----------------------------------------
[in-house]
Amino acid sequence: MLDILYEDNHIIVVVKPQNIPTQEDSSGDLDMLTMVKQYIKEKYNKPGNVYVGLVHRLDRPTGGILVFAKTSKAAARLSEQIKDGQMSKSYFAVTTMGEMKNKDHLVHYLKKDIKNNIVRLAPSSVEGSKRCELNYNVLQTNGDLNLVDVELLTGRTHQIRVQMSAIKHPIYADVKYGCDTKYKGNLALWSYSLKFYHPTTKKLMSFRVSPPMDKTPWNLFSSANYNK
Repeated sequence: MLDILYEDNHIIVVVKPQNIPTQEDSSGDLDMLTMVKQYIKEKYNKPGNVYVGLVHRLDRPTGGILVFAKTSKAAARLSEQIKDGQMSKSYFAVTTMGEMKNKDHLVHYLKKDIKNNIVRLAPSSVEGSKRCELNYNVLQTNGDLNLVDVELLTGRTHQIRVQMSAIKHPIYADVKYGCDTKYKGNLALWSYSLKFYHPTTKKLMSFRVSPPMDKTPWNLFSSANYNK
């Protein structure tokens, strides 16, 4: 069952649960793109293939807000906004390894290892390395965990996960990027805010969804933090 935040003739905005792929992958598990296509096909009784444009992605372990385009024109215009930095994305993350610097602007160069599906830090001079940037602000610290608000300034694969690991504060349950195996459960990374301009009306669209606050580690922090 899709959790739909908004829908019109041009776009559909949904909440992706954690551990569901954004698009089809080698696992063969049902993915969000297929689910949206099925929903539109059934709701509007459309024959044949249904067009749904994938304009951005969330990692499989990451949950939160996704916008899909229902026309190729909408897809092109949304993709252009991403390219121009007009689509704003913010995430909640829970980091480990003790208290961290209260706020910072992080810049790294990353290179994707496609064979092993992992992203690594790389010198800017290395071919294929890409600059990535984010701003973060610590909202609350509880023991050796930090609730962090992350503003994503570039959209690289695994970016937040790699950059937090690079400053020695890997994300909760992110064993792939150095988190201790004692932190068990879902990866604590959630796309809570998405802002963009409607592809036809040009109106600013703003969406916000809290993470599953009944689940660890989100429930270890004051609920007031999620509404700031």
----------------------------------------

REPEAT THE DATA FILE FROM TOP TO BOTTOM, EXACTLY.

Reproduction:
[in-house]
Amino acid sequence: MLDILYEDNHIIVVVKPQNIPTQEDSSGDLDMLTMVKQYIKEKYNKPGNVYVGLVHRLDRPTGGILVFAKTSKAAARLSEQIKDGQMSKSYFAVTTMGEMKNKDHLVHYLKKDIKNNIVRLAPSSVEGSKRCELNYNVLQTNGDLNLVDVELLTGRTHQIRVQMSAIKHPIYADVKYGCDTKYKGNLALWSYSLKFYHPTTKKLMSFRVSPPMDKTPWNLFSSANYNK
Repeated sequence: MLDILYEDNHIIVVVKPQNIPTQEDSSGDLDMLTMVKQYIKEKYNKPGNVYVGLVHRLDRPTGGILVFAKTSKAAARLSEQIKDGQMSKSYFAVTTMGEMKNKDHLVHYLKKDIKNNIVRLAPSSVEGSKRCELNYNVLQTNGDLNLVDVELLTGRTHQIRVQMSAIKHPIYADVKYGCDTKYKGNLALWSYSLKFYHPTTKKLMSFRVSPPMDKTPWNLFSSANYNK
């Protein structure tokens, strides 16, 4: 069952649960793109293939807000906004390894290892390395965990996960990027805010969804933090 935040003739905005792929992958598990296509096909009784444009992605372990385009024109215009930095994305993350610097602007160069599906830090001079940037602000610290608000300034694969690991504060349950195996459960990374301009009306669209606050580690922090 899709959790739909908004829908019109041009776009559909949904909440992706954690551990569901954004698009089809080698696992063969049902993915969000297929689910949206099925929903539109059934709701509007459309024959044949249904067009749904994938304009951005969330990692499989990451949950939160996704916008899909229902026309190729909408897809092109949304993709252009991403390219121009007009689509704003913010995430909640829970980091480990003790208290961290209260706020910072992080810049790294990353290179994707496609064979092993992992992203690594790389010198800017290395071919294929890409600059990535984010701003973060610590909202609350509880023991050796930090609730962090992350503003994503570039959209690289695994970016937040790699950059937090690079400053020695890997994300909760992110064993792939150095988190201790004692932190068990879902990866604590959630796309809570998405802002963009409607592809036809040009109106600013703003969406916000809290993470599953009944689940660890989100429930270890004051609920007031999620509404700031």